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Multiple mitochondrial DNA deletions in monozygotic twins with OPMD
  1. M M K Muqit (m.muqit{at}
  1. UCL, United Kingdom
    1. A J Larner (a.larner{at}
    1. Walton Centre for Neurology and Neurosurgery, United Kingdom
      1. Mary G Sweeney (mary.sweeney{at}
      1. University College London, United Kingdom
        1. C Sewry (c.sewry{at}
        1. Imperial College, United Kingdom
          1. V J Stinton (vicky.stinton{at}
          1. University College London, United Kingdom
            1. M B Davis (m.davis{at}
            1. University College London, United Kingdom
              1. D G Healy (d.healy{at}
              1. institute of neurology, United Kingdom
                1. S J Payne (s.payne{at}
                1. Imperial College, United Kingdom
                  1. K Chotai (k.chotai{at}
                  1. Imperial College, United Kingdom
                    1. N W Wood (n.wood{at}
                    1. Institute of Neurology, United Kingdom
                      1. R J Lane (r.lane{at}
                      1. Charing Cross Hospital, United Kingdom


                        Background: Oculopharyngeal muscular dystrophy (OPMD) is caused by expansions of the poly (A) binding protein 2 (PABP2) gene. Previous histological analyses have revealed mitochondrial abnormalities in the muscle of OPMD patients but their significance remains uncertain.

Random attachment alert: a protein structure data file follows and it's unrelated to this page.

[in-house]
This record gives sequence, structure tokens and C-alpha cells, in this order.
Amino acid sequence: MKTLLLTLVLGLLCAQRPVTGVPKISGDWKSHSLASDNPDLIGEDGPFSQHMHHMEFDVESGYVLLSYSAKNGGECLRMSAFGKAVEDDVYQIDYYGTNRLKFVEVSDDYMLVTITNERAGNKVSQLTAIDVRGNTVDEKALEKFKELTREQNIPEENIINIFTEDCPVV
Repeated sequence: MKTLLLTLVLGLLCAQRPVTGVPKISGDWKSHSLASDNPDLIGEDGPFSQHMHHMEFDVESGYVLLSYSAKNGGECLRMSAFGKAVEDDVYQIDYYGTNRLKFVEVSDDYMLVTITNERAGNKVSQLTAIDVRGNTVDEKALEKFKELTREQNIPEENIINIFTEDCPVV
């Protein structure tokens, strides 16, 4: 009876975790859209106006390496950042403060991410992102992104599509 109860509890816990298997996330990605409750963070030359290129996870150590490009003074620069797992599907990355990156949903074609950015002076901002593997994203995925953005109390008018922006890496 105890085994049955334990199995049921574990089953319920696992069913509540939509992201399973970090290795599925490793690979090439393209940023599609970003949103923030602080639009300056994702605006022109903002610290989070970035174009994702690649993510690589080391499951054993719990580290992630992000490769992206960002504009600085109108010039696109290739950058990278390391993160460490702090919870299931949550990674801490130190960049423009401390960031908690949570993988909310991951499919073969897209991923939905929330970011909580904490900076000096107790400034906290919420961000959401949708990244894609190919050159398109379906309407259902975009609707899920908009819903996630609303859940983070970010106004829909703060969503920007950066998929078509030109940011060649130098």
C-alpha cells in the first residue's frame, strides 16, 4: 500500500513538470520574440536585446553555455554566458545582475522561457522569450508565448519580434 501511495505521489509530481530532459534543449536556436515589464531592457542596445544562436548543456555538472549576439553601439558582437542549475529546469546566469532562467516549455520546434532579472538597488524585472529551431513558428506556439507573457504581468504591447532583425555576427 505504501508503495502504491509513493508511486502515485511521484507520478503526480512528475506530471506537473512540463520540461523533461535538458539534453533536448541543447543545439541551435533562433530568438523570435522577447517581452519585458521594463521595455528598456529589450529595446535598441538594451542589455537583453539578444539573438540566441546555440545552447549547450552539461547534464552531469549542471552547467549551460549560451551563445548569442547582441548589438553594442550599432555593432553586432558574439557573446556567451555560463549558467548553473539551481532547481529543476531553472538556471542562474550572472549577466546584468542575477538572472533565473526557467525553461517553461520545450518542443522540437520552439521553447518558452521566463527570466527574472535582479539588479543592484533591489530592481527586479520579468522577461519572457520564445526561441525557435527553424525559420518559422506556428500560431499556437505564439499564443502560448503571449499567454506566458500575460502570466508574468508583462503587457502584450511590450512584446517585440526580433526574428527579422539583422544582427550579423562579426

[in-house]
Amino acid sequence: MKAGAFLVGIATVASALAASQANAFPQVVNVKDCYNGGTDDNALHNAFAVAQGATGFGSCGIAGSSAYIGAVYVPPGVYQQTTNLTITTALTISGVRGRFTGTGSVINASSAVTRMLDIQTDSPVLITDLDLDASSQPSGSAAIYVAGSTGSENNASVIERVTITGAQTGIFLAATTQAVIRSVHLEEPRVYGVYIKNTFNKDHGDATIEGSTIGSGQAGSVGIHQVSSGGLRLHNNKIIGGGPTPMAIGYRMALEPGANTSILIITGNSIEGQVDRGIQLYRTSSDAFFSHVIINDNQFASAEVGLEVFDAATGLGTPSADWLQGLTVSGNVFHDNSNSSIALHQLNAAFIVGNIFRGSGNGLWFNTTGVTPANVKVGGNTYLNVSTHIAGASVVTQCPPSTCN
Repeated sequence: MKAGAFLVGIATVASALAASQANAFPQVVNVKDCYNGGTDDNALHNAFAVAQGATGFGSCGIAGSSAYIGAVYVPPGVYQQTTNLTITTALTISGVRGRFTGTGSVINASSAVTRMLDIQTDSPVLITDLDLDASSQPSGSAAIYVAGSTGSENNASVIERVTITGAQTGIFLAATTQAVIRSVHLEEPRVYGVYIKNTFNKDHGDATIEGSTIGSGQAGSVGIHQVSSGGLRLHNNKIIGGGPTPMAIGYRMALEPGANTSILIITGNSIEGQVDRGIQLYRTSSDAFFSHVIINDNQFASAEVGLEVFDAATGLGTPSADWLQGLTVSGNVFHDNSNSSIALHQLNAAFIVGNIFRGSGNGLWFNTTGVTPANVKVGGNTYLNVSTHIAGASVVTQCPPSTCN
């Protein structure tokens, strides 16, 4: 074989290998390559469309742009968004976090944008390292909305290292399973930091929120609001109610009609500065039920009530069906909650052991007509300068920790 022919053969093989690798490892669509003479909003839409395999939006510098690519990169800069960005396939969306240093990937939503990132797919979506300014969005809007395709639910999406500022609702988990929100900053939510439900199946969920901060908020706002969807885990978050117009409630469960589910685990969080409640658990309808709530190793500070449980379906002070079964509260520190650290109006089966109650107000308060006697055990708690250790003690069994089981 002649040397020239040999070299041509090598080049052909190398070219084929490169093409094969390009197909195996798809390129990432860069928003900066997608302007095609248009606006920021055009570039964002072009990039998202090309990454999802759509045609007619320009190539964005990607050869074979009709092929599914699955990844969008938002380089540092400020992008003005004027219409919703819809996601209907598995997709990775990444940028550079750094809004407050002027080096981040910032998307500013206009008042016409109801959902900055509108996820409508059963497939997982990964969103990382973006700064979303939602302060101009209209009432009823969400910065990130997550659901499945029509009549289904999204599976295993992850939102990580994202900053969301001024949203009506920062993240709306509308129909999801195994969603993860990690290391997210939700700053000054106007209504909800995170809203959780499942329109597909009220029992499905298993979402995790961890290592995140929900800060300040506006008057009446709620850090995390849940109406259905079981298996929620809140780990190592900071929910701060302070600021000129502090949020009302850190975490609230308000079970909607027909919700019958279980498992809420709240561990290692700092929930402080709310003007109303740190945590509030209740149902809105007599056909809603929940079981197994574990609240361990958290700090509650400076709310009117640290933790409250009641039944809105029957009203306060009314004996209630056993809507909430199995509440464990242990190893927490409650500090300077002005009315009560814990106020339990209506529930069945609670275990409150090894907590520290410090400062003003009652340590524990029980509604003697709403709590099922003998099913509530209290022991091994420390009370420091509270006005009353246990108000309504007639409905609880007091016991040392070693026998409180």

Objective: We had the rare opportunity to study monozygotic twins with identical expansions of the PABP2 gene but markedly different severity of OPMD. Both had histological features of mitochondrial myopathy. We determined whether mitochondrial DNA abnormalities underlay these changes.

                        Methods: Clinical information was obtained by history and examination. Muscle biopsies were obtained from each subject and genetic analysis was performed using long range PCR and Southern blotting.

                        Results: We demonstrate for the first time the presence of mitochondrial DNA (mtDNA) deletions by Southern blotting in individuals with OPMD. This correlates with the presence of mitochondrial myopathy in both twins. Moreover, both twins had different mtDNA deletions that may explain their phenotypic differences.

                        Conclusion: We hypothesise that mitochondrial dysfunction may occur as a consequence of PABP2 gene mutations, and that this dysfunction may affect the phenotypic manifestations of OPMD.

                        • OPMD
                        • PABP2 gene
                        • mitochondrial deletions
                        • monozygotic twins

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